What is gigantism?

Gigantism is a rare clinical condition of oversecretion of growth hormone from the pituitary gland – somatotropin.

Oversecretion of this hormone during childhood causes abnormal growth of long bones, whose cartilaginous ends become calcified by the age of 20. This results in overgrowth of the entire body and abnormally tall stature.

What are the causes of gigantism?

Oversecretion of the hormone somatotropin, which causes gigantism, is most often the result of benign tumors of the pituitary gland. This is the most common cause of this clinical condition.

Benign growths put pressure on the gland, which stimulates somatic overproduction. Most cases of pituitary gigantism are isolated.

In very rare cases, certain hereditary or genetic syndromes can cause overproduction of somatotropin and the associated gigantism such as:

  • Multiple endocrine hyperplasia type 1 – causes the appearance of tumors in the endocrine glands and causes their hyperreactivity;
  • Weaver syndrome;< /li>
  • Beckwith-Wiedemann syndrome;
  • Neurofibromatosis – a disease that leads to the formation and growth of tumors.

The disease is treatable. But if left untreated, it can lead to various complications such as various cardiovascular diseases, abnormal height, delayed puberty and vision problems.

Get medical help right away if you notice any unusual changes in your child’s appearance, such as excessive growth in height or unusual enlargement of the face, arms or legs.

What are the symptoms?

One of the main symptoms of gigantism is abnormal enlargement of the hands, fingers and toes, head or even the tongue.

This excessive growth activity can lead to a discrepancy between the length of the bones and their width, which often leads to abnormalities in the structure of the skeleton. Patients with gigantism appear much taller for their age than the average for age.

Additional symptoms associated with gigantism include severe headaches due to the pressure exerted by the enlarged tissues and bones in the eye area.

Patients may also experience irregular menstrual cycles in girls and delayed onset of puberty, which may be related to sex hormone deficiency due to accumulation of somatotropin.

Obesity can also be the consequence of gigantism. This may be due to metabolic disturbances due to the presence of high levels of growth hormone. Accordingly, excessive body mass can lead to various health problems and complications.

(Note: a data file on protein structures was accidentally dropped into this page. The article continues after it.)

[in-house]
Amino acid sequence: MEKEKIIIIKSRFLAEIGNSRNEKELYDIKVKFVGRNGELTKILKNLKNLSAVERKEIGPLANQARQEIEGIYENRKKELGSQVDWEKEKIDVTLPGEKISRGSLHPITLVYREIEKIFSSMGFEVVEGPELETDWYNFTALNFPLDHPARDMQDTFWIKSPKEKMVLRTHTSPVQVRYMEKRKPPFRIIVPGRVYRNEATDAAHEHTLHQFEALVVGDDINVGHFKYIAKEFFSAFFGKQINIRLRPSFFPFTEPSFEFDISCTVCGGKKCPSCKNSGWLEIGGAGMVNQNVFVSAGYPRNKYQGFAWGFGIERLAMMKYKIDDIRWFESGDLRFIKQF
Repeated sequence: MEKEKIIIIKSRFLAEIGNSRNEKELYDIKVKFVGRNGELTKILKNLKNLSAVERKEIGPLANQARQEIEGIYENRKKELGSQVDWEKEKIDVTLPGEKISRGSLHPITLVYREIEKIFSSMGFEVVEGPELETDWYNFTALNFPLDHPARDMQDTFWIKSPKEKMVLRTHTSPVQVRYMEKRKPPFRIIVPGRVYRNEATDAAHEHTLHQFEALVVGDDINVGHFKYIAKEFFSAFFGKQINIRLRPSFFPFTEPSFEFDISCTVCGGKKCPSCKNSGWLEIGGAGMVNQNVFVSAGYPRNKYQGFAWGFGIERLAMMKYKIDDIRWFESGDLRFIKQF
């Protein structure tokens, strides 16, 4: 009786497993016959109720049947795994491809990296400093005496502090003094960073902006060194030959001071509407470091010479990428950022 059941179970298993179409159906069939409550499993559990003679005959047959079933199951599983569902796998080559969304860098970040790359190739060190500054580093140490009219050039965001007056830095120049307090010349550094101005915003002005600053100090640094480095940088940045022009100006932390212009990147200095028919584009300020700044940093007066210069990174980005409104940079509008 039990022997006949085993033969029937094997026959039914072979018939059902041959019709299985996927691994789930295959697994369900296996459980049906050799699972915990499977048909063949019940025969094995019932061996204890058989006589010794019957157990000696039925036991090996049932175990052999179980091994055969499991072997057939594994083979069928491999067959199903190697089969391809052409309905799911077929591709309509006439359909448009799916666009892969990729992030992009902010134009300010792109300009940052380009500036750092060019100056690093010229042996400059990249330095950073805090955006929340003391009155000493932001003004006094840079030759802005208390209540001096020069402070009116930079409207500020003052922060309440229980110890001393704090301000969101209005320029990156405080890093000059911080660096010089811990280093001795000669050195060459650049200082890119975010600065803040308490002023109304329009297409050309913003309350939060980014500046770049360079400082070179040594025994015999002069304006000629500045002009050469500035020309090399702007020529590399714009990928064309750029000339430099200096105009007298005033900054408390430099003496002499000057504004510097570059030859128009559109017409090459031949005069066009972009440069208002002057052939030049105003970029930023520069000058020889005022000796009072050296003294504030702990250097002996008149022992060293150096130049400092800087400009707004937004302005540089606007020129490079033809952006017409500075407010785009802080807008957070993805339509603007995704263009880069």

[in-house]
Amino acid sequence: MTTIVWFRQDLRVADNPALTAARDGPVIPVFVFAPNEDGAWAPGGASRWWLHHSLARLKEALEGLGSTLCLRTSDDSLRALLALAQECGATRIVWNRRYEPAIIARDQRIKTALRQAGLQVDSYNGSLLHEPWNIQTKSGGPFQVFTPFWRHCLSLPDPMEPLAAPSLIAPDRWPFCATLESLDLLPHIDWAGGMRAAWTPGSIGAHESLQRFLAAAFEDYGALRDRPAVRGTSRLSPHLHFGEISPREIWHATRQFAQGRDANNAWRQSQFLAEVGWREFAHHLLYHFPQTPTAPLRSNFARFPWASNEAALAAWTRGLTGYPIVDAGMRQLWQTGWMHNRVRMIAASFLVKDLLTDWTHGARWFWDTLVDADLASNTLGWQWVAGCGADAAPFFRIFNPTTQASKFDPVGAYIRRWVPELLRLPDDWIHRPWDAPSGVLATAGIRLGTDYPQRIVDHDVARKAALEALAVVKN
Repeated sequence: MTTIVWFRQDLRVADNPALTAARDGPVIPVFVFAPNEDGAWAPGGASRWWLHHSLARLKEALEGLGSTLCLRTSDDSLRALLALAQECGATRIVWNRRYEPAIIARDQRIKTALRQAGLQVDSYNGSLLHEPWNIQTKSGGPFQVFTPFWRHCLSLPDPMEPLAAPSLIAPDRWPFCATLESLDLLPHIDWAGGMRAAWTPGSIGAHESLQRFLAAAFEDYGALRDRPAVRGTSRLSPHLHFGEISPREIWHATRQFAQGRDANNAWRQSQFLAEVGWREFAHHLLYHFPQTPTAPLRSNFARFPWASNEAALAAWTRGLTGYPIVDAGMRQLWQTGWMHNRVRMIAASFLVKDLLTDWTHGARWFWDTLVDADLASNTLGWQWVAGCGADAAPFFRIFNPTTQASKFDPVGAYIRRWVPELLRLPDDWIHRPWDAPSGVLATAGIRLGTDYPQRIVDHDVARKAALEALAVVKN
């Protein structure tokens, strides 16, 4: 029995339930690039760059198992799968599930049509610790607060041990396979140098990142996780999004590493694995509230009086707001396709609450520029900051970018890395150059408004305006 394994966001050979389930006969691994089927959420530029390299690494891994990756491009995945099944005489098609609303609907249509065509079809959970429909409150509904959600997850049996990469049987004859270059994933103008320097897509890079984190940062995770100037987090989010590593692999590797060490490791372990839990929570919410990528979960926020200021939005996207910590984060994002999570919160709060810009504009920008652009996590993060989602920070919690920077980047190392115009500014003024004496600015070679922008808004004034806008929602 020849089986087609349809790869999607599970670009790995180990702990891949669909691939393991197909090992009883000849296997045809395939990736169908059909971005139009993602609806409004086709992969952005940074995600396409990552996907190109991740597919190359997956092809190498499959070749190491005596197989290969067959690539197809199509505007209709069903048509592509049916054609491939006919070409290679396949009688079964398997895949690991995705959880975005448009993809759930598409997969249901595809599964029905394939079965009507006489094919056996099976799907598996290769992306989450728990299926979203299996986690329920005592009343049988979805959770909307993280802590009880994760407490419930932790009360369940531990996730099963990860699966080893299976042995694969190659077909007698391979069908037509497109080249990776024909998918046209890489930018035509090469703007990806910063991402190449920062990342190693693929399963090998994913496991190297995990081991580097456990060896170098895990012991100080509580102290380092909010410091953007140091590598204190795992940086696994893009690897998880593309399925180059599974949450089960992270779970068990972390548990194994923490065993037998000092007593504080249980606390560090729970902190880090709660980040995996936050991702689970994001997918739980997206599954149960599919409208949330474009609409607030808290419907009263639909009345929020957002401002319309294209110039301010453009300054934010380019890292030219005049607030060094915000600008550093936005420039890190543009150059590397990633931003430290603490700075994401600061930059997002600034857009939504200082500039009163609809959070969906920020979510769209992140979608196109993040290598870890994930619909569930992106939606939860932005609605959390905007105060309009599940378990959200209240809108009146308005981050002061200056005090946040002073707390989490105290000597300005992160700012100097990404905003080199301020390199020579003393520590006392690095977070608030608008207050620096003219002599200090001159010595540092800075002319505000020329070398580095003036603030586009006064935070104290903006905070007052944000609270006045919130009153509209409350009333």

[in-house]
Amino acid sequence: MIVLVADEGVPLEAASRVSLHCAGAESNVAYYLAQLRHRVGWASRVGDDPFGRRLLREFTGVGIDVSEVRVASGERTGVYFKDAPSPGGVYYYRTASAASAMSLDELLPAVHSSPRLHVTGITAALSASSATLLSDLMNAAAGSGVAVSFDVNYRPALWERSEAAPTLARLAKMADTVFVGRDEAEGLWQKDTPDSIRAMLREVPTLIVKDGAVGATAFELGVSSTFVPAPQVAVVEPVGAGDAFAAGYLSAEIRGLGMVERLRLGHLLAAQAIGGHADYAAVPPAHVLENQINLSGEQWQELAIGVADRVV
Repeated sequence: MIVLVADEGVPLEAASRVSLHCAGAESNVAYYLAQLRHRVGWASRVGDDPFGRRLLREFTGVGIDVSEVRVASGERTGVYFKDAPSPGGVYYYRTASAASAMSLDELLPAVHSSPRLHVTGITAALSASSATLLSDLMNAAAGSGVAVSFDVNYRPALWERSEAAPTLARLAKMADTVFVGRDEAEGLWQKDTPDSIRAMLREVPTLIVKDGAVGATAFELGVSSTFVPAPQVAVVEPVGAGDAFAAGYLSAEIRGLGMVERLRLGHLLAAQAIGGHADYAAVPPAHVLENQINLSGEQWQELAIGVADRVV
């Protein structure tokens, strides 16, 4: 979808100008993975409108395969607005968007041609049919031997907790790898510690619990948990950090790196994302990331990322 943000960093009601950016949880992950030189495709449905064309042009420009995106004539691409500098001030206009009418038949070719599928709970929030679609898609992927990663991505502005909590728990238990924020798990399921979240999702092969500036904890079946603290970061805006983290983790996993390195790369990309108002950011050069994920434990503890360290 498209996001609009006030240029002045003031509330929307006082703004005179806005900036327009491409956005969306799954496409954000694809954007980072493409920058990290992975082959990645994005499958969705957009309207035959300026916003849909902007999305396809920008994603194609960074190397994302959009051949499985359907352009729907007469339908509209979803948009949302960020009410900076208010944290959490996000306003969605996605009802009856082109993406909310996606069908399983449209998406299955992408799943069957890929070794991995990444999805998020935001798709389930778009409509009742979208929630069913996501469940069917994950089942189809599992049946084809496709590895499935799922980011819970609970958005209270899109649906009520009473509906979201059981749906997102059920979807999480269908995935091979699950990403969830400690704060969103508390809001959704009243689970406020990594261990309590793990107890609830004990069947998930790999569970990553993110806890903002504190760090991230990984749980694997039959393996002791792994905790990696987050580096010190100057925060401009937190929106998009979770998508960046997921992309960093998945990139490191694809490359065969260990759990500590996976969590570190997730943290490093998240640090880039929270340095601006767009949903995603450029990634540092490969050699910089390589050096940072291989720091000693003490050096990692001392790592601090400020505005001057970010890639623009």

Galactorrhea, which is the discharge of breast milk in girls, is another symptom that can be associated with gigantism.

This is due to disturbances in the regulation of hormones that control lactation. An abnormally large jaw, high forehead, and coarse facial features are common features seen in patients with gigantism.

In addition to these symptoms, gigantism can also cause visual disturbances. Patients with this condition often report vision problems such as double vision and disturbances in peripheral vision.

These symptoms are due to the increase in size of the orbital bone and the pressure it puts on the optic nerve.

There are other symptoms that are not always obvious, such as weakness and numbness in the arms and legs.

This discomfort in the tops of the toes and feet is due to enlarged tissues and bony growths that can compress nerves and affect their functionality.

It should be noted that gigantism is a medical condition that requires serious attention and diagnosis by a qualified physician.

Treatment usually involves surgical procedures to reduce the size of the pituitary gland and normalize hormone production.

After this process, patients often require additional medical care to deal with the anatomical and functional changes that have already occurred in their body.

Treatment of gigantism

Treatment usually consists of a combination of methods to reduce or regulate the pituitary gland’s release of the growth hormone – somatotropin.

The exact treatment scheme is determined depending on the main cause of the oversecretion of the somatotropin hormone.

Medicine treatment

Medications can be used to normalize the secretion of somatotropin, block its action or to limit excessive growth in height. The drugs that are most often applied are:

  • Dopamine antagonists such as bromocriptine mesylate and cabergoline, which as antagonists limit the secretion of somatotropin and pegvisomant, which blocks its action.
  • Depending on gender, hormonal testosterone or estrogen therapy, which can inhibit growth of long bones.
  • Somatostatin analogues such as long-acting octreodes and lanreodites also inhibit growth hormone.

Other ways of treatment

Through radiation therapy, in which ionizing radiation is directed to the pituitary gland, the secretion of somatotropin can be regulated. But this method is among the less desirable treatment options because of its limited effectiveness and side effects that include obesity, emotional and cognitive impairment.

Surgical intervention to remove the tumor from the pituitary gland is used only in limited cases and only when the formation is malignant or too large and causes discomfort to the patient.< /p>

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